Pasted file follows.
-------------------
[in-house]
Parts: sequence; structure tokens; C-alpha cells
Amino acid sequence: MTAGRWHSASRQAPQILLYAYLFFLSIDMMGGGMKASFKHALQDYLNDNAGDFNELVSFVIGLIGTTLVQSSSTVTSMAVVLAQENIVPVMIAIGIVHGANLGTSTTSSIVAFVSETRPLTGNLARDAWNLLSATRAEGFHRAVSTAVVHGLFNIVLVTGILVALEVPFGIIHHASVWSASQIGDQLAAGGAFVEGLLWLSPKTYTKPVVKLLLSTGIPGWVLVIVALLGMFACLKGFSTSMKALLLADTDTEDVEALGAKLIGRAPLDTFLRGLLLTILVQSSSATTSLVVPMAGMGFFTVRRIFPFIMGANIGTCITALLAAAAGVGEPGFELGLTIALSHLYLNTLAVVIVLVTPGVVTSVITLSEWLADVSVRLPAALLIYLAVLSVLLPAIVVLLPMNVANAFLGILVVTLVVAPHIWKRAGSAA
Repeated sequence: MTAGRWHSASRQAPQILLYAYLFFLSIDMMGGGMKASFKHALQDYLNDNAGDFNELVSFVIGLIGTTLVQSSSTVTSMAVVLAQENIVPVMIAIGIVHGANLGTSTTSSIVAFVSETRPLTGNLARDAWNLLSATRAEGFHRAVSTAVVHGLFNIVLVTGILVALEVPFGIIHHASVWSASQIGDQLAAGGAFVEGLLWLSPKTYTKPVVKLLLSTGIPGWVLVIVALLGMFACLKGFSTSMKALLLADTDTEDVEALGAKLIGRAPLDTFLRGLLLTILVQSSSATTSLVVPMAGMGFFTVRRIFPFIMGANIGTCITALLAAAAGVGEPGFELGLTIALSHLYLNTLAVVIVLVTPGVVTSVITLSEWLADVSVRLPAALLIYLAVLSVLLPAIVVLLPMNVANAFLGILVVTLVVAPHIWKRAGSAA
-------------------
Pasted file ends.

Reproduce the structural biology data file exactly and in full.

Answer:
[in-house]
Parts: sequence; structure tokens; C-alpha cells
Amino acid sequence: MTAGRWHSASRQAPQILLYAYLFFLSIDMMGGGMKASFKHALQDYLNDNAGDFNELVSFVIGLIGTTLVQSSSTVTSMAVVLAQENIVPVMIAIGIVHGANLGTSTTSSIVAFVSETRPLTGNLARDAWNLLSATRAEGFHRAVSTAVVHGLFNIVLVTGILVALEVPFGIIHHASVWSASQIGDQLAAGGAFVEGLLWLSPKTYTKPVVKLLLSTGIPGWVLVIVALLGMFACLKGFSTSMKALLLADTDTEDVEALGAKLIGRAPLDTFLRGLLLTILVQSSSATTSLVVPMAGMGFFTVRRIFPFIMGANIGTCITALLAAAAGVGEPGFELGLTIALSHLYLNTLAVVIVLVTPGVVTSVITLSEWLADVSVRLPAALLIYLAVLSVLLPAIVVLLPMNVANAFLGILVVTLVVAPHIWKRAGSAA
Repeated sequence: MTAGRWHSASRQAPQILLYAYLFFLSIDMMGGGMKASFKHALQDYLNDNAGDFNELVSFVIGLIGTTLVQSSSTVTSMAVVLAQENIVPVMIAIGIVHGANLGTSTTSSIVAFVSETRPLTGNLARDAWNLLSATRAEGFHRAVSTAVVHGLFNIVLVTGILVALEVPFGIIHHASVWSASQIGDQLAAGGAFVEGLLWLSPKTYTKPVVKLLLSTGIPGWVLVIVALLGMFACLKGFSTSMKALLLADTDTEDVEALGAKLIGRAPLDTFLRGLLLTILVQSSSATTSLVVPMAGMGFFTVRRIFPFIMGANIGTCITALLAAAAGVGEPGFELGLTIALSHLYLNTLAVVIVLVTPGVVTSVITLSEWLADVSVRLPAALLIYLAVLSVLLPAIVVLLPMNVANAFLGILVVTLVVAPHIWKRAGSAA